Garry Bjorklund Half Marathon Race Report
Race Date: Saturday, June 18, 2022 – 6am
Another one. This is such a fun race and it was highly anticipated for me. It is crazy to think that this was the first race I really signed up for way back in 2008 (for the 2009 version). I thought many times during my training cycle how I’ve now been running for 14 years, and I don’t think there is a race that I’ve had bigger goals, bigger expectations, and more anticipation for over the years. The Garry Bjorklund Half Marathon is just so epic! I don’t know why the half has been more, how do I say, anticipated, compared to even the full marathon.
This training cycle was interesting. After Wild Duluth last year, I knew I was able to still put together a good training program and race, but I was curious just how diligent I could be after practically two years of pandemic and issues with motivation and mileage. I tried a few times to get going with no real traction, but March came – crunch time – I put together a program of 12 weeks or so and started off. I started around 25 or 30 miles with the plan to increase mileage by a solid 10% percent per week and implement a long run and one or two speed work days per week. I’d be able to spice it up with NMTC Spring Trail Series starting at the end of April and ultimately peak two weeks before the race with a week over 70 miles. That would, to my determination, put me where I’d need to be to break my personal best set at the 2017 version of this race. That would be a stretch, but if I could execute my training plan and stay uninjured, it should work.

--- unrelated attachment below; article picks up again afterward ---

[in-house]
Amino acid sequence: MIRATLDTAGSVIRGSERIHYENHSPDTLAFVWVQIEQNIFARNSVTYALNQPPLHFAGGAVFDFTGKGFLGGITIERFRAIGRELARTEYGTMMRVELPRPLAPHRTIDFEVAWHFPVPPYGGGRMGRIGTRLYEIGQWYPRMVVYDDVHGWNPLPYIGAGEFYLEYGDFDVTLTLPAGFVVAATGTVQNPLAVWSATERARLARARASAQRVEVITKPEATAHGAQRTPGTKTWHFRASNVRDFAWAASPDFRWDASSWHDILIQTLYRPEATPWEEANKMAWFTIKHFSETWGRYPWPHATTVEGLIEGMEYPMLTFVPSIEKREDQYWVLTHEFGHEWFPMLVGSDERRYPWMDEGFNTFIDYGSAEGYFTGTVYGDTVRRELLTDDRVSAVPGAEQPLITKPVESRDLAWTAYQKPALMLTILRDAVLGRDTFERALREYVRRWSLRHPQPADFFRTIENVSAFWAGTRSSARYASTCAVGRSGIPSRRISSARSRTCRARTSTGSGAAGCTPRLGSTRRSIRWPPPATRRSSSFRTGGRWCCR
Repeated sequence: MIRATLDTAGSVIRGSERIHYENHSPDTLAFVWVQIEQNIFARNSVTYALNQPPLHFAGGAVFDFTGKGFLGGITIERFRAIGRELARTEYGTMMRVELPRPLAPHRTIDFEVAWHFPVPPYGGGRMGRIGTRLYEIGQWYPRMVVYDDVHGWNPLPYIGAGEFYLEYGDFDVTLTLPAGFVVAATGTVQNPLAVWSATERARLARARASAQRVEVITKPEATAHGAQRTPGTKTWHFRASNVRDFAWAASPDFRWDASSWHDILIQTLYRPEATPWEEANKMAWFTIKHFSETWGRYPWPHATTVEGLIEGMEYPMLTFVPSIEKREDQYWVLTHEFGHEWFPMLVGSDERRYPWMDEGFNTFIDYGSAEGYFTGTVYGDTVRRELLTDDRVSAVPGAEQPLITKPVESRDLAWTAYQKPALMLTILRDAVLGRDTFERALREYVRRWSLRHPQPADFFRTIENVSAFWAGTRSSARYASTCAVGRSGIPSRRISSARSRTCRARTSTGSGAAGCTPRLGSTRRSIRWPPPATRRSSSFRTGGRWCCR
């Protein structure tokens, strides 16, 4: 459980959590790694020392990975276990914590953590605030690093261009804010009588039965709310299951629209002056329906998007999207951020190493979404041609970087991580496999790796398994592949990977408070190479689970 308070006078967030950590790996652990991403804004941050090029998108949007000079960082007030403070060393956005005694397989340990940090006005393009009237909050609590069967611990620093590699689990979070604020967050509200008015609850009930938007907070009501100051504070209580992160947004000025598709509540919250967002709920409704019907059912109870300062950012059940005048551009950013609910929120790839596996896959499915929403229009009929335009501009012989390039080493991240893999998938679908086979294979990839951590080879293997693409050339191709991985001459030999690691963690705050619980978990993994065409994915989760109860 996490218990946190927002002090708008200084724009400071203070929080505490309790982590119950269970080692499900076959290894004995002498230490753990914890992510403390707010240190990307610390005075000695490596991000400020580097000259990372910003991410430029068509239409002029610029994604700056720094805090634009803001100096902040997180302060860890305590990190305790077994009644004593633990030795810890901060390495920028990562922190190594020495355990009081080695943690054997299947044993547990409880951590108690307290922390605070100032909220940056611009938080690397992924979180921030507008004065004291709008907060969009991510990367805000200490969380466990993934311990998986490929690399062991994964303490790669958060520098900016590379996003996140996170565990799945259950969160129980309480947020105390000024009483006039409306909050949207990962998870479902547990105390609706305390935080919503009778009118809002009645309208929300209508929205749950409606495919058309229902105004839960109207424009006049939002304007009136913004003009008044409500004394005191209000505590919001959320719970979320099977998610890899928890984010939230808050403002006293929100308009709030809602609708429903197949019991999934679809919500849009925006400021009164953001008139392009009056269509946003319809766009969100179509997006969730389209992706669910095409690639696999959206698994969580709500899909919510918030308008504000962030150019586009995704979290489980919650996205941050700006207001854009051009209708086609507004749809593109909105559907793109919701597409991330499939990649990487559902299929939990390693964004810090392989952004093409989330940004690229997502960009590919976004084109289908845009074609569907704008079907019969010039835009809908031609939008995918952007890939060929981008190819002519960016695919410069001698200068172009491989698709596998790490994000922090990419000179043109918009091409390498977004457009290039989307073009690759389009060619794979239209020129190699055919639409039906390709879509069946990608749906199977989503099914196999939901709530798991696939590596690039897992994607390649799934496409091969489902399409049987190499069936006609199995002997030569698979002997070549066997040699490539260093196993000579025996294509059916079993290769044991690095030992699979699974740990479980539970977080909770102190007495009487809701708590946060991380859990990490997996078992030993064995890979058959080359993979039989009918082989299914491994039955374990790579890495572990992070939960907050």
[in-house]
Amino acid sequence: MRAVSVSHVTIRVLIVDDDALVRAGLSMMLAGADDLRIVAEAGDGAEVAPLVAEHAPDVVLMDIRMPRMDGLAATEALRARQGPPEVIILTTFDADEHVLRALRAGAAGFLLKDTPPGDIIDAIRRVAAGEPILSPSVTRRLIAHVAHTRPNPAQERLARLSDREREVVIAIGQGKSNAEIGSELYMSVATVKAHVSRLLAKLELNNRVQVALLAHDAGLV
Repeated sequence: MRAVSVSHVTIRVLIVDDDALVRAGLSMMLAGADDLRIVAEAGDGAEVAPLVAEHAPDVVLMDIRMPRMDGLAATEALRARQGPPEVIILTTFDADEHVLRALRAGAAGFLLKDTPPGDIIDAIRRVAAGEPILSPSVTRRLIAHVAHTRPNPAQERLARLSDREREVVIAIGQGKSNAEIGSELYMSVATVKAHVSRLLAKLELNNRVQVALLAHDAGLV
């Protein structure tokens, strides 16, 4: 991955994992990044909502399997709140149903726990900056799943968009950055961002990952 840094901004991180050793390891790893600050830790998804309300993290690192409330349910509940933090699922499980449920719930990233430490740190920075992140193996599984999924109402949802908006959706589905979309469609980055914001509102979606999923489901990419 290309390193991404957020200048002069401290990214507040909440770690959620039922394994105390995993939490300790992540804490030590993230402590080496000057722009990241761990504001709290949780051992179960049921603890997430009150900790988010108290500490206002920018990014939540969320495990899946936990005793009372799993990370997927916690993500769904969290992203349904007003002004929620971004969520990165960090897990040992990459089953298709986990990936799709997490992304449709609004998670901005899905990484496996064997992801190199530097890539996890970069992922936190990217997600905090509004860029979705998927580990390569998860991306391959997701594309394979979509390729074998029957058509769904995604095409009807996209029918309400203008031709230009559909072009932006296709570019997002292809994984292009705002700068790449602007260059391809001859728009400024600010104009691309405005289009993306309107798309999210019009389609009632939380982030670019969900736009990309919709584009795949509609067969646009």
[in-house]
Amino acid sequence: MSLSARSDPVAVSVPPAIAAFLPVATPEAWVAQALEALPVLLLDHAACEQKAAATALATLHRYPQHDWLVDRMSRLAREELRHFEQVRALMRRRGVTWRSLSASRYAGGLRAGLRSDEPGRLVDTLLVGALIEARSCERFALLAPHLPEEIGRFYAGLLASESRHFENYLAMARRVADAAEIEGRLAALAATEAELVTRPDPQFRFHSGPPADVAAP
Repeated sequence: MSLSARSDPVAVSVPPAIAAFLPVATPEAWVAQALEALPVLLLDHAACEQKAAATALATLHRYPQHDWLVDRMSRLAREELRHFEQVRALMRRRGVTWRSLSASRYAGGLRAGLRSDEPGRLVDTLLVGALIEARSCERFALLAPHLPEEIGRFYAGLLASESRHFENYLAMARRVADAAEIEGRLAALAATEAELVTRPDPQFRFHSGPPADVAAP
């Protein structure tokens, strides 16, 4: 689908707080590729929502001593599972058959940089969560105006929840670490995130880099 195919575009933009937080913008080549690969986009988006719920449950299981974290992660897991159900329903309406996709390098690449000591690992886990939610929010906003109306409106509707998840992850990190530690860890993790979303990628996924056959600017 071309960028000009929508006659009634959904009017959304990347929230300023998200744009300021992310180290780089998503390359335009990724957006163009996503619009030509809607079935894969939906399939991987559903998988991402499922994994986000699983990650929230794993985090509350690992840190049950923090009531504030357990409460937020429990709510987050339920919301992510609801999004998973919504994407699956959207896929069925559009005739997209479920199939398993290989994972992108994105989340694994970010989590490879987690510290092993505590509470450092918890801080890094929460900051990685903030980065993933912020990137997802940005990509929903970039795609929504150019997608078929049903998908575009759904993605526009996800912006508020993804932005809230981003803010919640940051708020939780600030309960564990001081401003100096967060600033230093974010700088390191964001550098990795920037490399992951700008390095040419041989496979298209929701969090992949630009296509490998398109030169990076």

Training started off great. I was feeling good, it was feeling easy. By the time I got to NMTC, I found that even 40 to 50 miles per week was decently hard from a time perspective. With weekend stuff, work and other (some self-imposed) obligations, devoting 6 to 10 hours a week to strictly running felt hard. It was also hard, emotionally mainly, to run without the dogs. In their age, they just couldn’t go more than a few miles and degrade to 11:30 minute pace very quickly. Their sprints are a nice 7:15 pace… but being about 10 years old each was taking a toll on the speed and endurance for them. Despite that, I did lots of mileage with them, 3 miles at a time. Workouts were going unbelievably excellent, and long runs were fun. I’d kind of clump together my key workouts, like long run Friday night and Saturday morning speed work. I am not sure if that is optimal but it was almost a time implication more than anything else. NMTC was unfortunately spotty. I missed a few due to traveling, and the finale to plant my garden. Kind of a weak excuse but I felt very pressured to get plants and seeds in the ground!